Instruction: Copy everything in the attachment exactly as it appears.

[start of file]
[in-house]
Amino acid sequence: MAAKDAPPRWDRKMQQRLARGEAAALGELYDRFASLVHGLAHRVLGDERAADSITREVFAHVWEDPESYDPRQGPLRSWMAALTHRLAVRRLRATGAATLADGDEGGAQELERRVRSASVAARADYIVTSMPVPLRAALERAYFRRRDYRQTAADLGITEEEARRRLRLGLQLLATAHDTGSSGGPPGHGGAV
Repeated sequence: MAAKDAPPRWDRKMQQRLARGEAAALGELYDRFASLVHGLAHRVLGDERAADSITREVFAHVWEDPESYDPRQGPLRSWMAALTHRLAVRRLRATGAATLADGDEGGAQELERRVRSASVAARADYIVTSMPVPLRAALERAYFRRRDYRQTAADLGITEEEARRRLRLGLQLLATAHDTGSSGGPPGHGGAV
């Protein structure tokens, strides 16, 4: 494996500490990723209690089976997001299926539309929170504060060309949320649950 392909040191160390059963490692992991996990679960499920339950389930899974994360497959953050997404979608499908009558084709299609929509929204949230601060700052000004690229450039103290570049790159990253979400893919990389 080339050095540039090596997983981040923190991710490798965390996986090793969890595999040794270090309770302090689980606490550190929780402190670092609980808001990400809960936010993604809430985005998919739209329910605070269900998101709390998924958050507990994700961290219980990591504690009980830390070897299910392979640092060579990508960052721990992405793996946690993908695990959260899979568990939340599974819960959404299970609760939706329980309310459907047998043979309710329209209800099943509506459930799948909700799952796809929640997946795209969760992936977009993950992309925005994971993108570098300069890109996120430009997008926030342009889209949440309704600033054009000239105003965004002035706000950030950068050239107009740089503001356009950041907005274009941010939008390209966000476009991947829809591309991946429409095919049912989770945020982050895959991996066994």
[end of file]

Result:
[in-house]
Amino acid sequence: MAAKDAPPRWDRKMQQRLARGEAAALGELYDRFASLVHGLAHRVLGDERAADSITREVFAHVWEDPESYDPRQGPLRSWMAALTHRLAVRRLRATGAATLADGDEGGAQELERRVRSASVAARADYIVTSMPVPLRAALERAYFRRRDYRQTAADLGITEEEARRRLRLGLQLLATAHDTGSSGGPPGHGGAV
Repeated sequence: MAAKDAPPRWDRKMQQRLARGEAAALGELYDRFASLVHGLAHRVLGDERAADSITREVFAHVWEDPESYDPRQGPLRSWMAALTHRLAVRRLRATGAATLADGDEGGAQELERRVRSASVAARADYIVTSMPVPLRAALERAYFRRRDYRQTAADLGITEEEARRRLRLGLQLLATAHDTGSSGGPPGHGGAV
């Protein structure tokens, strides 16, 4: 494996500490990723209690089976997001299926539309929170504060060309949320649950 392909040191160390059963490692992991996990679960499920339950389930899974994360497959953050997404979608499908009558084709299609929509929204949230601060700052000004690229450039103290570049790159990253979400893919990389 080339050095540039090596997983981040923190991710490798965390996986090793969890595999040794270090309770302090689980606490550190929780402190670092609980808001990400809960936010993604809430985005998919739209329910605070269900998101709390998924958050507990994700961290219980990591504690009980830390070897299910392979640092060579990508960052721990992405793996946690993908695990959260899979568990939340599974819960959404299970609760939706329980309310459907047998043979309710329209209800099943509506459930799948909700799952796809929640997946795209969760992936977009993950992309925005994971993108570098300069890109996120430009997008926030342009889209949440309704600033054009000239105003965004002035706000950030950068050239107009740089503001356009950041907005274009941010939008390209966000476009991947829809591309991946429409095919049912989770945020982050895959991996066994």